The productivity driven 21st century calls on all to give the most and highest quality labor in the workforce. It is understood that, once at work, the sole focus of the day is resolving the tasks at hand. This is the case, despite what people might experience in their personal lives or how they are feeling during any particular day.
Unfortunately, as probably everyone is familiar with the lack of energy and the sleep-driven decrease in productivity around early afternoon, it is sometimes impossible for many to do their best work. Productivity suffers, and they are left with ‘dead time’ and a helpless feeling of sleepiness, along with the ever-present awareness that if they do in fact give in to the feeling, they might risk being penalized by their employer. These facts in themselves not only hurt the goal of the employer but also create a stressful environment for the employee leading to a situation in which both parties lose.
Sadly, the early afternoon “crash” is not just an uncomfortable feeling, it is also one which needs to be taken seriously as it can lead to quite unhealthy consequences. While research into the science of sleep is still ongoing, it would seem that taking an afternoon ‘power nap’, around 20-30 minutes or at most an hour, is very beneficial for the heart, decreasing the risk of heart attacks. And, of course, they are refreshing, helping people get back to a good level of efficiency and alertness. Naps benefit the overall health of individuals, especially in modern society, since many have to deal with sleep deprivation and sleep disorders. Apparently, even as far back as 2011 “insomnia [cost] the average American worker 11.3 days and $2,280 in ‘lost productivity’ each year. [and the nation’s] collective losses are fairly mind-blowing: $63.2 billion (252.7 days) annually. “A study for 2017 revealed that in the US “79% of people get less than the recommended seven hours of sleep”.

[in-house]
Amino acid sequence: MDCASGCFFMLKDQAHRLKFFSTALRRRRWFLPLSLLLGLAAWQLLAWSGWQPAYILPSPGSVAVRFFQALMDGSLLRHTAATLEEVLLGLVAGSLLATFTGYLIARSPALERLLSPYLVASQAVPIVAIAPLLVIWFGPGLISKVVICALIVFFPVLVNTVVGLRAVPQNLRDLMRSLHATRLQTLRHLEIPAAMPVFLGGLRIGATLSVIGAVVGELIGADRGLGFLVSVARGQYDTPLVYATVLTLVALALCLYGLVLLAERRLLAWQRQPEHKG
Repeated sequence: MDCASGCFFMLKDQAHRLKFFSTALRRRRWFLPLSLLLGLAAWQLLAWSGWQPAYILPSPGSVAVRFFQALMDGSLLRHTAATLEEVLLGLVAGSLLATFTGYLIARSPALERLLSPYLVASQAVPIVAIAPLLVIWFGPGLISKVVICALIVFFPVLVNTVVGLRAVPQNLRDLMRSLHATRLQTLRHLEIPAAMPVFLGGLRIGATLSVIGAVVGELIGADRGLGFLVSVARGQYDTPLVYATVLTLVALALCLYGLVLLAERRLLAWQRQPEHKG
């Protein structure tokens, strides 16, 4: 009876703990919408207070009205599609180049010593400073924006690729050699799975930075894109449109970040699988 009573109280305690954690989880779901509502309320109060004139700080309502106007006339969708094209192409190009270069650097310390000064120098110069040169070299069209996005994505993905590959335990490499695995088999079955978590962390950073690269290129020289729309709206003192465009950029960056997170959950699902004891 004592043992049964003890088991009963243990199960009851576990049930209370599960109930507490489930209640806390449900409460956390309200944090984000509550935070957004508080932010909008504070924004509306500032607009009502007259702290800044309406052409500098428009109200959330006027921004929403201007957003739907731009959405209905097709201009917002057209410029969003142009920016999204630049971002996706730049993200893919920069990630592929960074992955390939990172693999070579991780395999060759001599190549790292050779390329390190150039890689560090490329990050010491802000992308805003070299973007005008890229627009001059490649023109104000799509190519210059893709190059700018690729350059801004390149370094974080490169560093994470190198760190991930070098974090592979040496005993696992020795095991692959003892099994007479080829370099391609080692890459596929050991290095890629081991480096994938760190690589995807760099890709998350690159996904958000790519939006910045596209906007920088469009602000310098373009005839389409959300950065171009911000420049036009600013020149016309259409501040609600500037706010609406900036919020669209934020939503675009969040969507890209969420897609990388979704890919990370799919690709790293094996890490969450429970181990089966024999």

While the data does not look as bad for Europeans, they are most likely no exception to the early afternoon decrease in work performance. As such, firms such as PodTime have started making sleeping pods for the likes of Facebook, GlaxoSmithKline, Nestle and so on. They provide these important products to companies, as employers are increasingly seeing the benefits of allowing their employees to zone out or power nap during the workday. Thus, they no longer have to deal with the drawn-out effects of early afternoon sleepiness or sleep deprivation issues. It gives workers have a chance to disconnect and recharge their batteries so that they may continue their work more effectively after. This is not to say that some do not have issues with being drowsier after a nap, but as society increasingly acknowledges the need to ‘work smart’ instead of simply working long hours, on the job productivity has only to gain from the realization. For the ‘smart worker,’ it will be obvious whether they need a power nap or a walk in the park to disconnect and recharge. This leads to happier, more industrious and motivated employees. And, for the ‘smart employer,’ this translates into good business, while also benefiting overall societal health.